Monthly Archives: January 2017

The world’s most expensive sneakers made by Bicion and Mache

Rock solid sneaks

Dubbed the Li-Ning Way of Wade “The Fire Monkey” (we have no idea what it means either, but it has something to do with NBA basketballer Dwayne Wade) the shoes are covered in hundreds of carats of white diamond pieces and blue sapphires set in 18 carat gold. You also get a solid gold hang tag depicting the logos of Bicion and Mache.

World’s most expensive sneakers

Covered in gold, diamonds and sapphires, and valued at US$4 million, the world’s most expensive sneakers are unveiled in New York.

Thankfully this extreme excess is for a good cause. The sneakers were launched in New York City with the announcement that the money will go to Soles4Soles, a charity that collects and distributes shoes and clothing for those in need.

According to rumours, an interested sneaker buff from China is flying in to buy them. We’re tipping they’re unlikely be seeing any jogging action.

Collectable kicks

Chris Kyvetos, the founder of Australian retailer Sneakerboy, says expensive sneakers are not unusual, especially in the world of collecting. He once collaborated with luxury French fashion house Balmain to create a men and women’s hi-top that featured a waxed hide with python accents. It sold off the shelf for $2800.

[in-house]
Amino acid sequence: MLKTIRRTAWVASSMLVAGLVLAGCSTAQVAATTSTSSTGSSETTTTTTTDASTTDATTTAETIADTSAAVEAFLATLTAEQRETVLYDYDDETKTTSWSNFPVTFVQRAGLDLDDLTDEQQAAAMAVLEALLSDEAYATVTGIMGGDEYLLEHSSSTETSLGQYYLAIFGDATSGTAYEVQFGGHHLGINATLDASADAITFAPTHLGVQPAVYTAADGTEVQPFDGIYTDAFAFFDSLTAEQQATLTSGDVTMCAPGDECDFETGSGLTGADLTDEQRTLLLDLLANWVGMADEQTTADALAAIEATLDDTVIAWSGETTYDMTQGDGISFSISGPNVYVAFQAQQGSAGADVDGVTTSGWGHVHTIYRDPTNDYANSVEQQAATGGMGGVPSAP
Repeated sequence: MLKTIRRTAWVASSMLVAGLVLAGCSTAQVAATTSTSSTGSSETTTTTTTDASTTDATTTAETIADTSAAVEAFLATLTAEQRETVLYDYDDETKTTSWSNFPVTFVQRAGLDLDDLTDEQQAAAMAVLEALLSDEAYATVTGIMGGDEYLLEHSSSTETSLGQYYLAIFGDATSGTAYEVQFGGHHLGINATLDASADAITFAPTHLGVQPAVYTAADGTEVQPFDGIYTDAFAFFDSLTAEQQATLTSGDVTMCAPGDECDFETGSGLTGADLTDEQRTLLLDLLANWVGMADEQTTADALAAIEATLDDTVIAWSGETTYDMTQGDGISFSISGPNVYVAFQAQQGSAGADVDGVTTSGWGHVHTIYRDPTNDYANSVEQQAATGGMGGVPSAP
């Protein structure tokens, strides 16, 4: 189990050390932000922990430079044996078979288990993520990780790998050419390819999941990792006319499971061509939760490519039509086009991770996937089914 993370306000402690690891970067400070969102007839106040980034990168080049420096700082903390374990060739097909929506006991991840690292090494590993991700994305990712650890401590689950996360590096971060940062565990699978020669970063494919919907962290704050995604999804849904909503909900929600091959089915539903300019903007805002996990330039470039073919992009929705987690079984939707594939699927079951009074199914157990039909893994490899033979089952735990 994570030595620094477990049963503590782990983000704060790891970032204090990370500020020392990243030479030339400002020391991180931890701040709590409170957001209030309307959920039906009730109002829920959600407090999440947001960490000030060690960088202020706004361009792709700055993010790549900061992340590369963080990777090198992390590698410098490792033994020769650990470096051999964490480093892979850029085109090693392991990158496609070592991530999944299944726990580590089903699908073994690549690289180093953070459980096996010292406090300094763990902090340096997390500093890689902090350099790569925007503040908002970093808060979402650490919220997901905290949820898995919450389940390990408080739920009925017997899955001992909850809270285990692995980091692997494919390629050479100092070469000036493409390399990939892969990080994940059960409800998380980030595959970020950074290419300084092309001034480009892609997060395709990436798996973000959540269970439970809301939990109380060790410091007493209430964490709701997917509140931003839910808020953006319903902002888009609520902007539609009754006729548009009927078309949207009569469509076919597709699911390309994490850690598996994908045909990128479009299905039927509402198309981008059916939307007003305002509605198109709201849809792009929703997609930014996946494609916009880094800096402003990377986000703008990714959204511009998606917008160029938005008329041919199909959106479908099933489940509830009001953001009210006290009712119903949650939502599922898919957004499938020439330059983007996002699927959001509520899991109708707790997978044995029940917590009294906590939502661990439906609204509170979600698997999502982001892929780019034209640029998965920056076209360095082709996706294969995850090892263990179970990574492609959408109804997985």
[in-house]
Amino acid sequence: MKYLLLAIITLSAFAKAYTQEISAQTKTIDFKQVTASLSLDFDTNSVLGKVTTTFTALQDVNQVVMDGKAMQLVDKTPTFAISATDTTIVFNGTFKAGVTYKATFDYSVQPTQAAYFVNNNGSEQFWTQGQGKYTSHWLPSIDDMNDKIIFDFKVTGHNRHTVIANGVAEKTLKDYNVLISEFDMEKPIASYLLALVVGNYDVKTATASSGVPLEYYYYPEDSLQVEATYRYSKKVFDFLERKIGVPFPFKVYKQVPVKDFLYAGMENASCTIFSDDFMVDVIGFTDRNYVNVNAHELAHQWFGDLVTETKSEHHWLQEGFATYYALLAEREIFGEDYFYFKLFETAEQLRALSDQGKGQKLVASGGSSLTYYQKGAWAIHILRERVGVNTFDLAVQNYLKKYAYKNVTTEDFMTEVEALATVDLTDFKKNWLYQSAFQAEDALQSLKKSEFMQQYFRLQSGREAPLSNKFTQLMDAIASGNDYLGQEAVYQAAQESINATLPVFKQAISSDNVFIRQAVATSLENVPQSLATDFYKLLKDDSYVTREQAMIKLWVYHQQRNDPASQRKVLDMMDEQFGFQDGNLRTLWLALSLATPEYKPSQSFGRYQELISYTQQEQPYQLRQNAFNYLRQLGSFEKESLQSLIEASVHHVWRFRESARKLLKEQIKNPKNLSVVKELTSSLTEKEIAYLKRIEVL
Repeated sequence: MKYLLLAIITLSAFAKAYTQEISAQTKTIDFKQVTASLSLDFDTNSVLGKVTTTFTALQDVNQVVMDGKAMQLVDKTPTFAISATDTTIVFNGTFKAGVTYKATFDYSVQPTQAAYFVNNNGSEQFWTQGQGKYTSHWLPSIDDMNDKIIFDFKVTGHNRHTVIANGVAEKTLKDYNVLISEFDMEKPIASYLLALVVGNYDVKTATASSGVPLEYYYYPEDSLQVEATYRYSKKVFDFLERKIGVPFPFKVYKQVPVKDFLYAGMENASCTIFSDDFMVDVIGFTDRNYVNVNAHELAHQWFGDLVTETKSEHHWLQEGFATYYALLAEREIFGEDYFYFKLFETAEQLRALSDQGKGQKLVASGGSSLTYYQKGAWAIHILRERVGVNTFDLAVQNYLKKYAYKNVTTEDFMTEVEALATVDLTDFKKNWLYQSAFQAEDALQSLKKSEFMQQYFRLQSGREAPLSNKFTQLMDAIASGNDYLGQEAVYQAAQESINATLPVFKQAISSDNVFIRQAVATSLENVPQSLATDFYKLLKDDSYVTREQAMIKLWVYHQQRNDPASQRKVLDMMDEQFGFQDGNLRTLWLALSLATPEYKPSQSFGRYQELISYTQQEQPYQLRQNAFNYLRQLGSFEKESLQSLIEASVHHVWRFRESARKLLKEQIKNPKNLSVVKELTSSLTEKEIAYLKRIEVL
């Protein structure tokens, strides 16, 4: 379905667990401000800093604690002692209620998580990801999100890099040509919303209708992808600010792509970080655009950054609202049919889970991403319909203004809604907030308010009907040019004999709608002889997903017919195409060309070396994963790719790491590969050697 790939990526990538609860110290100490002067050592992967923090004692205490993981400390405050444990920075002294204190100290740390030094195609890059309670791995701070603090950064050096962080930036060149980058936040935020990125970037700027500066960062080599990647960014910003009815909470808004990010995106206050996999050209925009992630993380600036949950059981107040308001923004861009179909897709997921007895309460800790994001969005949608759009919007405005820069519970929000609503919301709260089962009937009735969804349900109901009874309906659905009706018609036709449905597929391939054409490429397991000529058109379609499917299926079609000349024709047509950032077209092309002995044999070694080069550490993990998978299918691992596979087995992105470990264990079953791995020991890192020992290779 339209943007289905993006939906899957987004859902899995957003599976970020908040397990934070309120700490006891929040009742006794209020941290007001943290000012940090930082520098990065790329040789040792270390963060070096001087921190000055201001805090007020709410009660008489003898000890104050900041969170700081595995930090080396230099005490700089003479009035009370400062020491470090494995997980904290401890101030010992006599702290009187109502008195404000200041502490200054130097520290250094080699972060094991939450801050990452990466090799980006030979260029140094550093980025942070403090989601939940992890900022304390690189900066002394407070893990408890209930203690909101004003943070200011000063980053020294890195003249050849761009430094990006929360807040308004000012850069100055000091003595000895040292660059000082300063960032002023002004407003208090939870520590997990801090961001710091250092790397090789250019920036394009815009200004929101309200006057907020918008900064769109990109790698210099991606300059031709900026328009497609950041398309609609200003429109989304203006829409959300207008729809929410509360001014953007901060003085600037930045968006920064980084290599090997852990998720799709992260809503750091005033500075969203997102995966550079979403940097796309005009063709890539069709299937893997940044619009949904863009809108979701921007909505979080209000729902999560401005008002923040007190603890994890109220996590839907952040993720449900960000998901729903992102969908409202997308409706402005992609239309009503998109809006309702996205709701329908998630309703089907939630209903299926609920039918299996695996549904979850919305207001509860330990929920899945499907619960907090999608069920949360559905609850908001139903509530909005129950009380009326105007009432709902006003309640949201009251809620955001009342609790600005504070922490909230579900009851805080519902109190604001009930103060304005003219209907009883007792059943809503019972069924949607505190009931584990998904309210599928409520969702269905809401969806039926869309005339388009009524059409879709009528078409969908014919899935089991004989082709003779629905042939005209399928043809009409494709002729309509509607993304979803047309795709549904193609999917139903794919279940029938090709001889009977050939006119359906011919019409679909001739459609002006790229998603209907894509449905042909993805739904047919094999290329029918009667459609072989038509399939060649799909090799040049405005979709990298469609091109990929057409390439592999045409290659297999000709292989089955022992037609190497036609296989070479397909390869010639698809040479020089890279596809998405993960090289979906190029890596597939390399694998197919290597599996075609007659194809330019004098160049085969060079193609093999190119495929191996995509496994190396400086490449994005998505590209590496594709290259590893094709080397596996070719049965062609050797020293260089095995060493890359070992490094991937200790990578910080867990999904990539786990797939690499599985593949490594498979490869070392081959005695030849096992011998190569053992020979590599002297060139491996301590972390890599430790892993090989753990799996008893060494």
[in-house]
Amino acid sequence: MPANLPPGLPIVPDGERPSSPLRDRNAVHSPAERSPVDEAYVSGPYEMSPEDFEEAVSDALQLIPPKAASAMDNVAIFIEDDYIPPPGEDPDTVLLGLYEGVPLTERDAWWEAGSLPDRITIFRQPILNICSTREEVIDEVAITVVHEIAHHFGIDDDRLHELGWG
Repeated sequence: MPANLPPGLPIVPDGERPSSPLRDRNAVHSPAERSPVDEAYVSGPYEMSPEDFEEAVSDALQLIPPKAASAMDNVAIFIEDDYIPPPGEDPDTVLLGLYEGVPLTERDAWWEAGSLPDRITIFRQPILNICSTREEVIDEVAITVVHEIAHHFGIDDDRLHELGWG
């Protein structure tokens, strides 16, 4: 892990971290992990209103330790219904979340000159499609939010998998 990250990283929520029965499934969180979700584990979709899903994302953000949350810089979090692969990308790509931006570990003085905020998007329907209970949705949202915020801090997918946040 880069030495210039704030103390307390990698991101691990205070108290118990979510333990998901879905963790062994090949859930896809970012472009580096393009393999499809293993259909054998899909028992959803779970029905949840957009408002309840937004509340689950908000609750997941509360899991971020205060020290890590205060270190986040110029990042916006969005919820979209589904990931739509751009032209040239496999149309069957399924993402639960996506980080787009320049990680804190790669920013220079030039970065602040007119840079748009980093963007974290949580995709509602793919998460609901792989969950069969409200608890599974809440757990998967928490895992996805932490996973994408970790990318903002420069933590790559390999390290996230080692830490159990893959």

The most expensive sneakers he stocks are a mid-top leather with rabbit fur ankle by Buscemi. Handcrafted in Civitanova Italy, they sell for $2280.

It’s when rare sneakers are resold to avid collectors that prices start to get really crazy. Kyvetos nominates the Nike Air Mag as a case in point. The shoe was made famous in the movie Back To The Future 2, in which it supposedly had self-fastening laces. Nike released a limited edition run of the shoe (albeit without the self-fastening laces) in 2011 for around $US800, examples of which now fetch in excess of $US10,000 ($13,300).

Kyvetos says another example is Kanye West’s original sneaker for Nike, the Air Yeezy. “That shoe sold for $US300, and now they arefetching up to $8000 for a pair,” he says.

How R.M.Williams became the Australian brand the whole world wants

Boy from the bush

Times have well and truly changed and now the bush outfitter is just as much the outfitter to the big smoke. Indeed, the brand, which dates right back to 1932, has reinvented itself as a must-have luxury label. Since being taken over in 2014 by L Catterton, the private equity arm of fashion goliath LVMH alongside IFM and private investment partner Hugh Jackman, R.M.Williams seems unstoppable.

The brand is now sold in 15 countries around the world with more than 900 stockists and 50 retail stores, including a swanky new boutique in Westfield London, and a flagship store in SOHO Manhattan designed by Mika Utzon, grandson of Sydney Opera House architect Jorn Utson.